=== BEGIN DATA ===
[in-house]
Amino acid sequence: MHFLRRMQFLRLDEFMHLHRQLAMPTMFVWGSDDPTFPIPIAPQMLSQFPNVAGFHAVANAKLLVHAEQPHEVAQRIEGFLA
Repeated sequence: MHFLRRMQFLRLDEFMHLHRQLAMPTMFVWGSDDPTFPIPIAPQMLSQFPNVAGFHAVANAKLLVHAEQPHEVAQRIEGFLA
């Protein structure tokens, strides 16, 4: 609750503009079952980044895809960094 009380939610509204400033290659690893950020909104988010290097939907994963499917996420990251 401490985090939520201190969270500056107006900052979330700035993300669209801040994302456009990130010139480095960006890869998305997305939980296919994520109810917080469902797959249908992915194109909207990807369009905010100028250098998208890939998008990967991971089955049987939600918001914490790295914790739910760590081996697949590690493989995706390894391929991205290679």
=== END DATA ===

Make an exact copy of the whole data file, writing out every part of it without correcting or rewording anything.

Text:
[in-house]
Amino acid sequence: MHFLRRMQFLRLDEFMHLHRQLAMPTMFVWGSDDPTFPIPIAPQMLSQFPNVAGFHAVANAKLLVHAEQPHEVAQRIEGFLA
Repeated sequence: MHFLRRMQFLRLDEFMHLHRQLAMPTMFVWGSDDPTFPIPIAPQMLSQFPNVAGFHAVANAKLLVHAEQPHEVAQRIEGFLA
């Protein structure tokens, strides 16, 4: 609750503009079952980044895809960094 009380939610509204400033290659690893950020909104988010290097939907994963499917996420990251 401490985090939520201190969270500056107006900052979330700035993300669209801040994302456009990130010139480095960006890869998305997305939980296919994520109810917080469902797959249908992915194109909207990807369009905010100028250098998208890939998008990967991971089955049987939600918001914490790295914790739910760590081996697949590690493989995706390894391929991205290679």